Rorty's ideas came into my life at a pivotal time for me, in my last year of college. A friend in the political science department (naturally) loaned me her copy of Philosophy and Social Hope. At that time, I was trying to reconcile problems of disillusionment with the realities of both academic science (I had similar problems with it... an inability on the part of practicioners to put the work in a larger context and think ethically and practically about it, an at-times blindly dogmatic belief in something that is a human practice and thus subject to human failings, etc) and philosophy with a growing practical political urgency. Rorty, and the thinkers he led me to (James, Dewey, Kuhn, Davidson, West, etc, all of whom we certainly weren't reading in my undergrad philosophy dept) allowed me to realign all of those competing impulses in a new, flexible framework, and in many ways to get past the disillusionment and move on. Of course, like with him, moving on meant a self-imposed exile of sorts, because it turned out that philosophy and science weren't actually doing what I had thought they were going in. But, I'm very glad I figured that out when I did, instead of halfway into a Ph. D. somewhere.

My journey through academic philosophy and science taught me that what I was really interested in was politics, in one guise or another. Rorty, Dewey, and James' Pragmatism became the vital link between the two. What it does is is basically blow up a lot of those problems of philosophy that I thought were pointless:

It is astonishing to see how many philosophical disputes collapse into insignificance the moment you subject them to this simple test of tracing a concrete consequence. There can be no difference anywhere that doesn't make a difference elsewhere - no difference in abstract truth that doesn't express itself in a difference in concrete fact and in conduct consequent upon that fact  - Wm. James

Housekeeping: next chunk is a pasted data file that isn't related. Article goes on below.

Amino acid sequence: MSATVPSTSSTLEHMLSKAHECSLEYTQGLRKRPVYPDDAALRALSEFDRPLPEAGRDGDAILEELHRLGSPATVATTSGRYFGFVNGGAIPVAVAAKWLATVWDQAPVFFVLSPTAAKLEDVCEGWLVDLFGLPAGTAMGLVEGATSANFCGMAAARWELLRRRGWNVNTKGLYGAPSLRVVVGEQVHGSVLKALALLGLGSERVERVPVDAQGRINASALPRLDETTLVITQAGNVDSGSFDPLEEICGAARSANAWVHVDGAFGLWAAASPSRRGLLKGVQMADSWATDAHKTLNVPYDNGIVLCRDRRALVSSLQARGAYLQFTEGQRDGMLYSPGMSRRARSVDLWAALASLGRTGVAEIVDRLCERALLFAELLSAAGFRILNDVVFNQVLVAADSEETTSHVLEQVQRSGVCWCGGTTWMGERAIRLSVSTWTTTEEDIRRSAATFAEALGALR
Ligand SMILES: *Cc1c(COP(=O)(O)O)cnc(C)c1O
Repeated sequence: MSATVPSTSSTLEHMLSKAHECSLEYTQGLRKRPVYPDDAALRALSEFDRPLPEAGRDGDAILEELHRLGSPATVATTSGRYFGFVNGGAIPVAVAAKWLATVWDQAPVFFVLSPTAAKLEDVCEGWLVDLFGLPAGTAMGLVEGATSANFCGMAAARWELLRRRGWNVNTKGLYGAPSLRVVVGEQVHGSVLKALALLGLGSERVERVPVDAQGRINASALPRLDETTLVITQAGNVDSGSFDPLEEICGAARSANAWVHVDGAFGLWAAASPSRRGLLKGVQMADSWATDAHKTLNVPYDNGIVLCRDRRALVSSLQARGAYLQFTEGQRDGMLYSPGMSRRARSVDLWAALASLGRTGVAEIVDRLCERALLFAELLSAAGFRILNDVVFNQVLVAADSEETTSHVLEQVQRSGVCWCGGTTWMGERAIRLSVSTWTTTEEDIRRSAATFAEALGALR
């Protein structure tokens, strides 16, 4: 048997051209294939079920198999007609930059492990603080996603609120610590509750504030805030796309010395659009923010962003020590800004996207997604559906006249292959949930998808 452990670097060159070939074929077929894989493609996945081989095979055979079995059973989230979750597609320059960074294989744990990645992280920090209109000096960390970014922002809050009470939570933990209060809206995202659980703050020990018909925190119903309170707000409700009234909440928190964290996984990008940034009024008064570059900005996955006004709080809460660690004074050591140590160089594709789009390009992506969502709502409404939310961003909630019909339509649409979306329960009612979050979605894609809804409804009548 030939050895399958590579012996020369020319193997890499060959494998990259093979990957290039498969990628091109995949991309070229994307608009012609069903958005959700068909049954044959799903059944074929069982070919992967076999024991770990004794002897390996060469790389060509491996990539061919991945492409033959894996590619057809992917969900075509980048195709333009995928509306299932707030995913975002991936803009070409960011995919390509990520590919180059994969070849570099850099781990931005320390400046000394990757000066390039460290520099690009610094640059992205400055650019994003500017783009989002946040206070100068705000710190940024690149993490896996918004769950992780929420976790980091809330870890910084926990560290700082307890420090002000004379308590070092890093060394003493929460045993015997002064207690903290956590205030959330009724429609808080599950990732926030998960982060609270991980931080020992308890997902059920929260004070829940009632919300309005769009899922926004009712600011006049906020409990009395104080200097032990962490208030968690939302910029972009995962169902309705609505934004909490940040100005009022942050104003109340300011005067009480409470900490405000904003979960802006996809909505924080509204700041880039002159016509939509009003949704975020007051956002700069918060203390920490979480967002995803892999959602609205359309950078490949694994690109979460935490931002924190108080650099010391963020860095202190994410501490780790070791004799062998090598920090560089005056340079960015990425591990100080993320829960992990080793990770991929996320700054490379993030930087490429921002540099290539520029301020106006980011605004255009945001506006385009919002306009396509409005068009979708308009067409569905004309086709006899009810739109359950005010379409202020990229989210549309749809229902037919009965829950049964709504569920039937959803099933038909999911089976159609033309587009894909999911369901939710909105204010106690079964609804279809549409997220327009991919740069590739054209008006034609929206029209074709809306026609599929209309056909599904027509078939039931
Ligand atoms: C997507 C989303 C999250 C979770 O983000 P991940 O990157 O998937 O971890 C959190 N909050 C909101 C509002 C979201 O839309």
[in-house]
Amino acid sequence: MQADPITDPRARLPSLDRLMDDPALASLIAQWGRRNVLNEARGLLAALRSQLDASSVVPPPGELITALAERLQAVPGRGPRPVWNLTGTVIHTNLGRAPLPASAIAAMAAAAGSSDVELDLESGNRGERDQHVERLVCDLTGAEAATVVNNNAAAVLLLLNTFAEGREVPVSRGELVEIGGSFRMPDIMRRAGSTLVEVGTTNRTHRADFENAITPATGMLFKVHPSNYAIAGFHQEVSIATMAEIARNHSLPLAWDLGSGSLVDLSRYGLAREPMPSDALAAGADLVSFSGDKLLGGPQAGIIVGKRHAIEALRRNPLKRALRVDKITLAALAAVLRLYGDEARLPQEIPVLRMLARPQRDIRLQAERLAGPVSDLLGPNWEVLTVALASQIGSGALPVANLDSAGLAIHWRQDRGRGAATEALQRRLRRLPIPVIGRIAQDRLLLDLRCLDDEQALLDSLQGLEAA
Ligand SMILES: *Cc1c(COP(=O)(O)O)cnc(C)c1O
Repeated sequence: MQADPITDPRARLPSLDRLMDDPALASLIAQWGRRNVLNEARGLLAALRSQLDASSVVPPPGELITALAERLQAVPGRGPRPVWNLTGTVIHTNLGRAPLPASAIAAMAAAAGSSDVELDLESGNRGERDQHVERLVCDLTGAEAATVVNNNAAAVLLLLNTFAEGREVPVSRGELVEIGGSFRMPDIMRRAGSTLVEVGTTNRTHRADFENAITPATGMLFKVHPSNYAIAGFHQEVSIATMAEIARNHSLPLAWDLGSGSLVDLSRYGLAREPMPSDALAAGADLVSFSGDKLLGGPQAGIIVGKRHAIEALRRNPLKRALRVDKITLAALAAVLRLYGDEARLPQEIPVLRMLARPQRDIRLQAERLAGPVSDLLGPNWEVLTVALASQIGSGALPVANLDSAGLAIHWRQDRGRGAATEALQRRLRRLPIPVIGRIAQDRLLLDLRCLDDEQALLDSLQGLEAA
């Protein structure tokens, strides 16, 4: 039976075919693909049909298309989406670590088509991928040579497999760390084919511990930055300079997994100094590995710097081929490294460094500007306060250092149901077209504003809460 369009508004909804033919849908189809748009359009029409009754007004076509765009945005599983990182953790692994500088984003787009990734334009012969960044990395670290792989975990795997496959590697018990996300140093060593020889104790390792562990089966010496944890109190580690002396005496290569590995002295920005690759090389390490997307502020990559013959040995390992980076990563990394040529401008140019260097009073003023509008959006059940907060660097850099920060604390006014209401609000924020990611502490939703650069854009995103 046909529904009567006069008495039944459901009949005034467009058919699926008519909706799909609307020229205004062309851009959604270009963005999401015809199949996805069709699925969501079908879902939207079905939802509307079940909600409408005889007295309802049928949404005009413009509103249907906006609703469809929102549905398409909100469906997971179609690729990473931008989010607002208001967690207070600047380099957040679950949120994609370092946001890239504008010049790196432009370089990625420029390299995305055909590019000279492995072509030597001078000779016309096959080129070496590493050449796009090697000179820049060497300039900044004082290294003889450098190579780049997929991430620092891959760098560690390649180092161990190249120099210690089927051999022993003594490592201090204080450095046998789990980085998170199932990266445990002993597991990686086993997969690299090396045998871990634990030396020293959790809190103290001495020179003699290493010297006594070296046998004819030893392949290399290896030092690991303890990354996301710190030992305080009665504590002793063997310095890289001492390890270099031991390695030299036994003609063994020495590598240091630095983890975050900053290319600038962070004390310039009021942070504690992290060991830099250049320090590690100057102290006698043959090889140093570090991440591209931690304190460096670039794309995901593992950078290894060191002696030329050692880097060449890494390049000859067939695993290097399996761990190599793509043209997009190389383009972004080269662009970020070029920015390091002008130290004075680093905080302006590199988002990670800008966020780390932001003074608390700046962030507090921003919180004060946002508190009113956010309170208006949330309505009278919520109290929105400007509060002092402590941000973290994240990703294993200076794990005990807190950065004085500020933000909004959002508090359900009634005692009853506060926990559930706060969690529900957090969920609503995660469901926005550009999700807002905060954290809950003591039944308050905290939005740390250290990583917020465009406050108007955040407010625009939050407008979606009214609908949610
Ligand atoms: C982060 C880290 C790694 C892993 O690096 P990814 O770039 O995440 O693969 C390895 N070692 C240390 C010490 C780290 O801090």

What does it matter if we are brains in vats or if reality is truly "real?" Would either answer to the question change the way we live in practice? Either way we still have to interact with the reality we encounter, and if it's perceptually the same for a human or a brain in a vat, what possible difference can it make? It may be an interesting exercise, but it's meaningless.

Now, there has always been this current throughout the history of philosophy, away from abstraction and towards the human and the living of life. But it has always been sort of a black sheep faction, and lots of people who fall within this tradition, and who I consider to be important philosophers... the ethicists, eclecticists, humanists, romantics, doubters... thinkers like Aurelius, Montaigne, Emerson, Kierkegaard, Tolstoy, Camus, Berlin, and Niebuhr, are pretty much dismissed by modern academic philosophy as lacking rigor and systematicness. Some of the Pre-Socratics and Hellenistic philosophers seem to get a pass on this, likely because they are Greek and old, and anything Greek and old has to be taken seriously, but they are still largely sidelined in favor the Platonic and Aristotelian dualities that have dominated Western philosophy since the beginning.

Though Hume was in many ways a prescient precursor, Utilitarianism and then Pragmatism were the first really concerted and enduring movements that attempted to get beyond the questions of Plato and Aristotle, to find a way to live without appealing to abstract absolutes or replacing God with some other idea as a surrogate-God. To me Pragmatism is postmodernism without all of the gobbledegook and despair. It is a humble admission of the complexity of our reality, the human origin of values and morals and ideas, and the contingency of truth.

In place of capital-T truth and eternal, nonhuman certainties, it offers hope, social hope embodied in human empathy and solidarity, the democratic process, and the possibility for change and a better future (in this emphasis, it differs from and improves upon Utilitarianism for me.)

In place of the fruitless quest for unity, it offers a celebration of the many, and an attempt to find tools to cope with and thrive among many-ness and complexity. In place of end states, it offers process. It admits that we are on our own in the universe, and that whatever becomes of the human experiment is wholly up to us and what we invent and how we choose. This is both terrifying and liberating. James again:

I find myself willing to take the universe to be really dangerous and adventurous, without therefore backing out and crying 'no play! ... I am willing that there should be real losses and real losers, and no total preservation of all that is. I can believe in the ideal as an ultimate, not as an origin, and as an extract, not the whole. When the cup is poured off, the dregs are left behind for ever, but the possibility of what is poured off is sweet enough to accept.

It is a very American philosophy, in many of the ways that I think America is or was unique and revolutionary and dynamic.